The Derailers cut their musical teeth on the rough but sweet Bakersfield honky tonk sound that Buck Owens made his trademark, and they even had the pleasure of sharing stages with Owens during the twilight of his career, so if anyone ought to pay homage to Buck's great music, it's this band. On 2007's Under the Influence of Buck, the latest lineup of the Derailers records 12 songs Owens either wrote or co-wrote, and one that he covered both in the studio and on-stage (Chuck Berry's "Johnny B. Goode"), and while Brian Hofeldt and company don't stray terribly far from the sound or approach of the originals on these sessions, the group manages to bring enough of its own spirit and enthusiasm to the tunes to prevent these recordings from coming off as rote sound-alikes. Hofeldt's vocals recreate the loping twang of Owens' trademark delivery, but there's a keen passion to his performances that's impressive on weepers like "Cryin' Time" as well as uptempo numbers like "Sam's Place," and the interplay between Hofeldt's six string and Chris Schlotzhauer's pedal steel gives the melodies a sound that's a bit different from Don Rich's tasty Telecaster picking on the originals. And while the choice of material on Under the Influence of Buck may not seem especially challenging (given that they were all hits for the same guy), a quick spin confirms that Owens was a great country & western songwriter, he could share the joys and sorrows of honky tonk life with intelligence and clarity, and the Derailers more than do right by his fine tunes. While Under the Influence of Buck is no substitute for a good Buck Owens collection (try Rhino's 21 #1 Hits: The Ultimate Collection), anyone who likes either Buck or the Derailers will get a kick out of this disc, a tribute offered with love and showing a real understanding of what made this music memorable in the first place.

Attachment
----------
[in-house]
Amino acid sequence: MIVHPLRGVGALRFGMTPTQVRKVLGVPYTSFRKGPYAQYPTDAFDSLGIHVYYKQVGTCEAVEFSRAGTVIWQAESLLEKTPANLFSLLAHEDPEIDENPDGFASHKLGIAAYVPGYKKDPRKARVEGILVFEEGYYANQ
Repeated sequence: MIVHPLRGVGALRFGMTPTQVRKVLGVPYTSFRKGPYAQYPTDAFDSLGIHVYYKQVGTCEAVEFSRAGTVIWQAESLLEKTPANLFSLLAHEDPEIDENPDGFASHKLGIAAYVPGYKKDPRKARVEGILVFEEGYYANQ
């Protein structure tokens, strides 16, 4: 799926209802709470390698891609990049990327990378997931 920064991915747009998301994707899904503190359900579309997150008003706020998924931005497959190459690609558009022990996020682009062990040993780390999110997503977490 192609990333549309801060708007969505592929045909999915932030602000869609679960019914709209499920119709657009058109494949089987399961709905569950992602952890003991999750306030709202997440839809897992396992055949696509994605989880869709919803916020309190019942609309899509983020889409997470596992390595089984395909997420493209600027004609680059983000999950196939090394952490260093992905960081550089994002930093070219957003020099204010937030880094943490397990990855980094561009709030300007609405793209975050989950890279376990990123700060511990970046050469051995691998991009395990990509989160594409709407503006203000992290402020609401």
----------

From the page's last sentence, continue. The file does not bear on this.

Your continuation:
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AllMusic Review by Mark Deming